If you’ve spent some time using WordPress, I am sure that by now you already found out about shortcodes. However, if you don’t know what shortcodes are, then I’m going to offer you a basic explanation.
What is a shortcode and how do I use shortcodes in WooCommerce?
To avoid any errors, make sure when you copy-paste the shortcodes, make sure you delete the empty space between the brackets: [ c123 ] – wrong, [c123] – good.
A shortcode, as the name suggests, is a short string of characters usually written inside right brackets. It’s main purpose is to help WooCommerce users insert or alter dynamic content without having to leave the visual editor.
In even simpler language, it helps you implement and change the values from interactive elements, subscription forms, user profiles and settings, cart status, checkout pages and pretty much every element you may think of.
A good example of a WooCommerce shortcode would be:
[ woocommerce_cart ] – inserted in the WordPress post editor, this shortcode will return the WooCommerce cart and the current user’s added items.
There are many extensions and mods created to serve the need for shortcodes in WordPress, however the most popular would be the Visual Composer which serves over 350.000 websites. For WooCommerce, on the other hand there is the “WooCommerce Shortcodes” plugin, an extension of the platform that brings a more visual friendly environment towards shortcode use.
Once installed and activated, the WooCommerce Shortcodes plugin will implement a Woo button in your post editor from where you can easily manage all the shortcodes available in WooCommerce and modify their values according to your preferences.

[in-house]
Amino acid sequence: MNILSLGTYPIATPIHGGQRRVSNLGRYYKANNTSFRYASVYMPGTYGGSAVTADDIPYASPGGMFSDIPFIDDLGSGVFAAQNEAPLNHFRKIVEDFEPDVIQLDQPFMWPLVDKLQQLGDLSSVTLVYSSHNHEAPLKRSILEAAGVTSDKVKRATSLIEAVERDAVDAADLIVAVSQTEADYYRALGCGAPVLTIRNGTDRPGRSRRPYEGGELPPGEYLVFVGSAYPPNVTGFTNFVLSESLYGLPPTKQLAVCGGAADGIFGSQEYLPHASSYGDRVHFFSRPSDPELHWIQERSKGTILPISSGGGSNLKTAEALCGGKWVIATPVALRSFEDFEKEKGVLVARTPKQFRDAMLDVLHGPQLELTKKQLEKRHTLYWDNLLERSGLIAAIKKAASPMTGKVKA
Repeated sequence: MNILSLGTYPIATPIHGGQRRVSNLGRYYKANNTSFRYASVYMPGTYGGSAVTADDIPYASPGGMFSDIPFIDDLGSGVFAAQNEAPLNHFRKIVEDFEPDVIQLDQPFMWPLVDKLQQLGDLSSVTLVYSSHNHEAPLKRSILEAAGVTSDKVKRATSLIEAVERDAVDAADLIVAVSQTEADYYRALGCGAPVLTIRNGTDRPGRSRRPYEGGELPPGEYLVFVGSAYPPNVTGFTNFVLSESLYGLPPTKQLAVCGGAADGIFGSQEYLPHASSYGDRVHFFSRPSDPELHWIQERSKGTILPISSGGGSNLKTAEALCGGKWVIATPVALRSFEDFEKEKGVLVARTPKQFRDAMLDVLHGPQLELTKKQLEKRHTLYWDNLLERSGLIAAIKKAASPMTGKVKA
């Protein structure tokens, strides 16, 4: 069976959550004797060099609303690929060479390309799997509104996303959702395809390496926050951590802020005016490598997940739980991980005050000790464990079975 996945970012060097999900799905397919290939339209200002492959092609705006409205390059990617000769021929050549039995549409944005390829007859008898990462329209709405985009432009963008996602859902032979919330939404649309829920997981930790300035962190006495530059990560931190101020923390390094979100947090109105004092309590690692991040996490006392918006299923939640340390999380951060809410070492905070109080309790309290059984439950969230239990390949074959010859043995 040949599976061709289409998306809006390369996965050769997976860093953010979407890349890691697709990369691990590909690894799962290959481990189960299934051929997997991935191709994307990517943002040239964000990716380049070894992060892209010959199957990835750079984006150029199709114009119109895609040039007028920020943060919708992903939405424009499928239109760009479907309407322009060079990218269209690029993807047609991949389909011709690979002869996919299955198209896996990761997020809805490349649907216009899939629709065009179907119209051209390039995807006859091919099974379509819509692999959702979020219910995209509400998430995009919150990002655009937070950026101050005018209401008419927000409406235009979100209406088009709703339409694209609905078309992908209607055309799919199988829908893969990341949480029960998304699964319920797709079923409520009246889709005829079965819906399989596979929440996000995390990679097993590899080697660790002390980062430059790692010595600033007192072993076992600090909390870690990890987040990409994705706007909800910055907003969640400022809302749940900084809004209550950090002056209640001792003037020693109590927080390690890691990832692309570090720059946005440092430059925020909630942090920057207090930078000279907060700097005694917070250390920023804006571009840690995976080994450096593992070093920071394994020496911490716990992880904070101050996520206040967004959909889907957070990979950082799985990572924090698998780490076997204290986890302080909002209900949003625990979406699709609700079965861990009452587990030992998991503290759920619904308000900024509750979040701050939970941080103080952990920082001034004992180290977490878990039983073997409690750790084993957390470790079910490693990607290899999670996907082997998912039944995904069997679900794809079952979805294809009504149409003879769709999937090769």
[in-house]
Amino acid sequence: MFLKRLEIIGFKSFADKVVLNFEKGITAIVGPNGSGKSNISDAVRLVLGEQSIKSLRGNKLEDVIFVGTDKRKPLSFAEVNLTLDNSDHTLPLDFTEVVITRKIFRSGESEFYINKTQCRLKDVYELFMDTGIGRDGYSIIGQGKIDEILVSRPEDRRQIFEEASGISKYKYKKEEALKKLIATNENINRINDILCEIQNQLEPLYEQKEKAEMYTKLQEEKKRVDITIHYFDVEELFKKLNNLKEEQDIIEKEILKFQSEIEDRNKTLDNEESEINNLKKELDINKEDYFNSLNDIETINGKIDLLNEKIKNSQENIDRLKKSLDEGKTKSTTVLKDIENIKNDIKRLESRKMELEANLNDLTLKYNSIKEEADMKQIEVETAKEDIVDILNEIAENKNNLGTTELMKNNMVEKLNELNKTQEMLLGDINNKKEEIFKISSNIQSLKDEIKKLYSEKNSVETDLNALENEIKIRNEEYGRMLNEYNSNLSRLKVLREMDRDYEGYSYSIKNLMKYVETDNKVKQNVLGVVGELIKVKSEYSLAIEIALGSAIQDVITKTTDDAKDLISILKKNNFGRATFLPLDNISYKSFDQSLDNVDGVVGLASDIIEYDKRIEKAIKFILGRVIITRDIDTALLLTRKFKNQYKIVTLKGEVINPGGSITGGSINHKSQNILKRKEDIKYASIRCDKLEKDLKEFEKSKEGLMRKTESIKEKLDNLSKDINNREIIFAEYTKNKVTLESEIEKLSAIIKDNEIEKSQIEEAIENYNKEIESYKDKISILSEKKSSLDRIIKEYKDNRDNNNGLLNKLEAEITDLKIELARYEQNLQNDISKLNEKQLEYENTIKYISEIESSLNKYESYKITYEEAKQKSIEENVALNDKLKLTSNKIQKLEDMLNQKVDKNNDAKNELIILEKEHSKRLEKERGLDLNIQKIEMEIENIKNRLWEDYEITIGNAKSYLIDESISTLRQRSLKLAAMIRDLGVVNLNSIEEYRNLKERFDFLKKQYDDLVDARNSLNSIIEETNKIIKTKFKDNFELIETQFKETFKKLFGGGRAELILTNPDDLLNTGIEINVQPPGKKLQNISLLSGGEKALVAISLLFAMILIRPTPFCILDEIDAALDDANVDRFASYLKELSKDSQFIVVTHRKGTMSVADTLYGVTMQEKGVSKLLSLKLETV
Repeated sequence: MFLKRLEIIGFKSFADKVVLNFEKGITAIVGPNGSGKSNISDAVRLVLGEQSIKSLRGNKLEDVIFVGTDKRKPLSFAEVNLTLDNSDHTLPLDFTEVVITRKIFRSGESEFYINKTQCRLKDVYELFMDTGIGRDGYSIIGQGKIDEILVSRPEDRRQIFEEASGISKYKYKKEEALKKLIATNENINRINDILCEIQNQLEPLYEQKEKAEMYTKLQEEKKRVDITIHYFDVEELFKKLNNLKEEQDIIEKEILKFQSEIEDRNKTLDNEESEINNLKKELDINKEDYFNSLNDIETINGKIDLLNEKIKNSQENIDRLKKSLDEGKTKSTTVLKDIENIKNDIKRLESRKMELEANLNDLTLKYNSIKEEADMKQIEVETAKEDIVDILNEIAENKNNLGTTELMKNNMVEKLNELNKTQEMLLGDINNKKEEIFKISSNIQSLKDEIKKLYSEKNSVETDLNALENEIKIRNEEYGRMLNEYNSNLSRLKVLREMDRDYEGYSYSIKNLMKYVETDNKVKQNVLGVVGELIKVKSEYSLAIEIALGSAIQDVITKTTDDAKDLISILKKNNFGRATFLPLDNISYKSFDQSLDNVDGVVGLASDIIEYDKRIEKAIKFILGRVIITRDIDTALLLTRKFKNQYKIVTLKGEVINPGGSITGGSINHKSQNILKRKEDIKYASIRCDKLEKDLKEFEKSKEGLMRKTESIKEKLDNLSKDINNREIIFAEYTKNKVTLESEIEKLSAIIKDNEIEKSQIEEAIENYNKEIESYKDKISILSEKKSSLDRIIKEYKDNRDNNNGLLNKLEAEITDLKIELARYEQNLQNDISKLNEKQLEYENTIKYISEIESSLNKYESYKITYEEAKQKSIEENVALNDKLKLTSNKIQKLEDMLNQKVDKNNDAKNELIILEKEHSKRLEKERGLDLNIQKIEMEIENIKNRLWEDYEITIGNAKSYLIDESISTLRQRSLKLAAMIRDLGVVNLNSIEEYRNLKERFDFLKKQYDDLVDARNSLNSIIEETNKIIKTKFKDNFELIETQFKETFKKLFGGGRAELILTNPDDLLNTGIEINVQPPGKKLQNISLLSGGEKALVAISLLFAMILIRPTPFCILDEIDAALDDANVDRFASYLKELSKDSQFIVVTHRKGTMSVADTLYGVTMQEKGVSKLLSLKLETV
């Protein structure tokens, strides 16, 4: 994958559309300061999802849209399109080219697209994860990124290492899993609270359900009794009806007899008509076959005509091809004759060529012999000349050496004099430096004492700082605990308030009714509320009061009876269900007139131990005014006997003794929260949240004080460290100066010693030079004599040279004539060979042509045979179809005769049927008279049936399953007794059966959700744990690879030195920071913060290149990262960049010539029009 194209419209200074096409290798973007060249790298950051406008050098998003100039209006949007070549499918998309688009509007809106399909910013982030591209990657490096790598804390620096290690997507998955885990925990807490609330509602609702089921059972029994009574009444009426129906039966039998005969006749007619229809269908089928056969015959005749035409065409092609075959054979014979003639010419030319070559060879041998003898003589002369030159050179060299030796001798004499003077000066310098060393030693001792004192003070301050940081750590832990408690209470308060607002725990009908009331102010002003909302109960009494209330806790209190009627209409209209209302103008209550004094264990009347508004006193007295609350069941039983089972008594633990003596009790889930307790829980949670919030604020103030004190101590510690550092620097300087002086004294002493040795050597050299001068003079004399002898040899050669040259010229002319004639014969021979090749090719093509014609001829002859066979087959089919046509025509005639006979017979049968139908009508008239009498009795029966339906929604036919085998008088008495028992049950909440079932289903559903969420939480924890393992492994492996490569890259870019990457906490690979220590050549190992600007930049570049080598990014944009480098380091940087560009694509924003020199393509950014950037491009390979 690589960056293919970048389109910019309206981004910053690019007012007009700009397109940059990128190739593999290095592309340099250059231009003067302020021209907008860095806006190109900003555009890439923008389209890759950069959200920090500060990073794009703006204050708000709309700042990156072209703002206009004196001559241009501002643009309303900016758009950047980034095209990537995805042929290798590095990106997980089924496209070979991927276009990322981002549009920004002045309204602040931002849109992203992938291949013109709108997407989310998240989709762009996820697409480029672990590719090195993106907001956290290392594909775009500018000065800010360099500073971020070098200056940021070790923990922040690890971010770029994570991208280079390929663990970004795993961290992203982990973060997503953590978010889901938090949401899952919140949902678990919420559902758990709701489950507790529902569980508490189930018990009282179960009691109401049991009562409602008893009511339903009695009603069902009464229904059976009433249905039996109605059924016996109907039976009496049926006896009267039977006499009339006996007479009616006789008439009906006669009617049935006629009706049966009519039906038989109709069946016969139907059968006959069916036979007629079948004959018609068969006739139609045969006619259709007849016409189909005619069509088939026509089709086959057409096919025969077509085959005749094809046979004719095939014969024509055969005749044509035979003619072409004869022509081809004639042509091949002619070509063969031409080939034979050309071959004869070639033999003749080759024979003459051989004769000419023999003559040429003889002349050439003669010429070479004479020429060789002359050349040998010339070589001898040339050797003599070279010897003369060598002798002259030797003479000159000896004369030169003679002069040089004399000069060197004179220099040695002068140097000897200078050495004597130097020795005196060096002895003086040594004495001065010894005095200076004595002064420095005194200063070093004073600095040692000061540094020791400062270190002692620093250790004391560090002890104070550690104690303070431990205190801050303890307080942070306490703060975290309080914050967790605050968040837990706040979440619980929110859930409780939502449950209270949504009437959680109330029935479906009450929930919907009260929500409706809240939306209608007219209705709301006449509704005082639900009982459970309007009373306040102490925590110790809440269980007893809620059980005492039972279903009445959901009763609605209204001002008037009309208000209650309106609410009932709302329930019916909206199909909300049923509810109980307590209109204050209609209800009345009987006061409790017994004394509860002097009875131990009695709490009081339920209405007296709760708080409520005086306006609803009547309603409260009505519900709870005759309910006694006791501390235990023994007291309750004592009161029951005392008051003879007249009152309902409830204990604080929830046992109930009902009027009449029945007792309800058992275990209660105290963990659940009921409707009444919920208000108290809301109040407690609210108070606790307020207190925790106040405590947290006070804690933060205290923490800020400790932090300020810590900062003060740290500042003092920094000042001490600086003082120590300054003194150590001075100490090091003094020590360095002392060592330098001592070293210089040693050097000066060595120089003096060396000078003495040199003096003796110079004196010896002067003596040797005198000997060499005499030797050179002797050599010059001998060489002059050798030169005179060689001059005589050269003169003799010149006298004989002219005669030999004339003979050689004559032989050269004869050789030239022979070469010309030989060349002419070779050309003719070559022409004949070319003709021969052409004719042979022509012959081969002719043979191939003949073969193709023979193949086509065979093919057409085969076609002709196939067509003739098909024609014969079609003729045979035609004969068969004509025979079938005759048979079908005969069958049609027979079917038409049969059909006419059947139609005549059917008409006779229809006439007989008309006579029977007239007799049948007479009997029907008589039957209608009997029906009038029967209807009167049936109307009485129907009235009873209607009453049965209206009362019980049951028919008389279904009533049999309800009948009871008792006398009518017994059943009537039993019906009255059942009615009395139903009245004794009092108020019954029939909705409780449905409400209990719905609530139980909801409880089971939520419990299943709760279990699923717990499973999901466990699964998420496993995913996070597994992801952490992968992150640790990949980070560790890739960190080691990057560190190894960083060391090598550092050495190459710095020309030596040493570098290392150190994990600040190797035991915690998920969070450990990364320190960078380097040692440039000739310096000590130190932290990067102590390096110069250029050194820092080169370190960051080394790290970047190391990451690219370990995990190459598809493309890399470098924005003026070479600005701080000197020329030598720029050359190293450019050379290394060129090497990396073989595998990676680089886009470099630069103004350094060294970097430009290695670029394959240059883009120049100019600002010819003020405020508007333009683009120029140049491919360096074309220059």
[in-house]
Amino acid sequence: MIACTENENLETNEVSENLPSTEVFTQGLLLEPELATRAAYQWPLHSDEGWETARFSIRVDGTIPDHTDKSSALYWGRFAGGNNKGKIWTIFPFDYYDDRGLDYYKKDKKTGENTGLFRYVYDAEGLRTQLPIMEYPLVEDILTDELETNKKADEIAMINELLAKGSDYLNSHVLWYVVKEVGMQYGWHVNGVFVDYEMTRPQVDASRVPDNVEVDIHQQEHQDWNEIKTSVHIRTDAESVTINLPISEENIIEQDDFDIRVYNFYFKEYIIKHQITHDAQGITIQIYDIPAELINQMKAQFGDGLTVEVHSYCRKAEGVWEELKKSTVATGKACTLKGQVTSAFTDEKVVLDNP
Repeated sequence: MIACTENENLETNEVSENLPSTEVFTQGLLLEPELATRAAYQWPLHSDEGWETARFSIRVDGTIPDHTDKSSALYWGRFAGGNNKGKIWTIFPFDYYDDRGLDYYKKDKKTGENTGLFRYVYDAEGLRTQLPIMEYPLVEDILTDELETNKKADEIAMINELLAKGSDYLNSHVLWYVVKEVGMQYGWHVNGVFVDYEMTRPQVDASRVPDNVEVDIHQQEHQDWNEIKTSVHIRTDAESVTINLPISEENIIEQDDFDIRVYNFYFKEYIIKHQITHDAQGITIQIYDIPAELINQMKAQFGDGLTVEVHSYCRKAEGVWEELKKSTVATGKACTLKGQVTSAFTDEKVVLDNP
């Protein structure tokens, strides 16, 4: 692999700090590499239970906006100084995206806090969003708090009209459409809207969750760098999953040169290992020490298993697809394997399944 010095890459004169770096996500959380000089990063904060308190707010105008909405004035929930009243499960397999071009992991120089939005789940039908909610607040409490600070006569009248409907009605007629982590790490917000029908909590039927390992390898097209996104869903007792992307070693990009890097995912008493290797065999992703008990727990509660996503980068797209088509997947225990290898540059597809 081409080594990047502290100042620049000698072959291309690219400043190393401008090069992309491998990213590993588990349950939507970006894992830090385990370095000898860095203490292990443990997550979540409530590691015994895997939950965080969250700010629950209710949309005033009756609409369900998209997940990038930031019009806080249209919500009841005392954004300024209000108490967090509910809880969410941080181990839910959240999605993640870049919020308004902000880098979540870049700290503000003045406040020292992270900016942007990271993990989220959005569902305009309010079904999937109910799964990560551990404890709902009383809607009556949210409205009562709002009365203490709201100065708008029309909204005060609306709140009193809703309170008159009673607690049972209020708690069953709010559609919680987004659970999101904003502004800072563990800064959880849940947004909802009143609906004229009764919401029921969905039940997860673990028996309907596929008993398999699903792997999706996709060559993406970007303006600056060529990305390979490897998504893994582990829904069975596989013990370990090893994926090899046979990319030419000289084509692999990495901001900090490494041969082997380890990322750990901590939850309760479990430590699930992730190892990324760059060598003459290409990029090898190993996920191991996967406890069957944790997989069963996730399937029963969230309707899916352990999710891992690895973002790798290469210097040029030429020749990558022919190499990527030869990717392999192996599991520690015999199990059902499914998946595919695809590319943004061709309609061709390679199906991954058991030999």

What Shortcodes Are Included in WooCommerce?
I started with the [ woocommerce_cart ] however there are many more shortcodes available and all of them are pretty intuitive. Another rule that applies to all shortcodes inside WooCommerce, they all start with WooCommerce and are followed by the underline and the actual shortcode name.
Also, it’s worth mentioning that some of these shortcodes also allow arguments to be passed. For instance, the number of products to show or the number of categories to show per page.
WooCommerce Checkout Page
What is WooCommerce checkout shortcode?
- The ID of the WooCommerce product you want to display in the checkout window, and
- A Boolean value that determines whether or not you want to show the “Checkout Now” button.
How do I find my WooCommerce shortcode?
It is simple: I will post it below:
[ woocommerce_checkout ]
User Profile and Account Administration
This shortcode will help you to build one of the most important store pages: The My Account page. On this page, the customers can view past orders, edit addresses, and payment details. My Account is the central customer dashboard in a WooCommerce store.
How do I find my WooCommerce shortcode?
Simple: Just copy-paste the shortcode below on your desired “My Account” page:
[ woocommerce_my_account ]
As the name suggests, it will showcase the current user account details and ways for you to modify these. Besides, on this page, the user can see details about previous orders. This is a shortcode that accepts arguments therefore you can choose how many orders to display / page.
The default number of orders is 15, but you can set it to whatever number you want. If you want to display all of them, then your shortcode should look like this:
[ woocommerce_my_account order_count=”-1″ ]
If you want to display 10 orders
[ woocommerce_my_account order_count=”10″ ]
Display Products and Product Categories
There are many variation of WooCommerce shortcodes to help you display products, so you can display recent products, featured products, just a single product or multiple products from certain categories.
a. How do I display a single product in WooCommerce?
To do this you will need either the product unique id or the product SKU (Stock Keeping Unit) a unique identifier for the product.
ID example: [ product id=”1234″ ] SKU example: [ product sku=”pro” ]
How to find WooCommerce product id?
Go to Admin Dashboard > Products (under WooCommerce button, in the left panel) > Hover the mouse over a product title. The product ID will appearing first, in the same line with “Quick Edit”, “Edit”, and so on.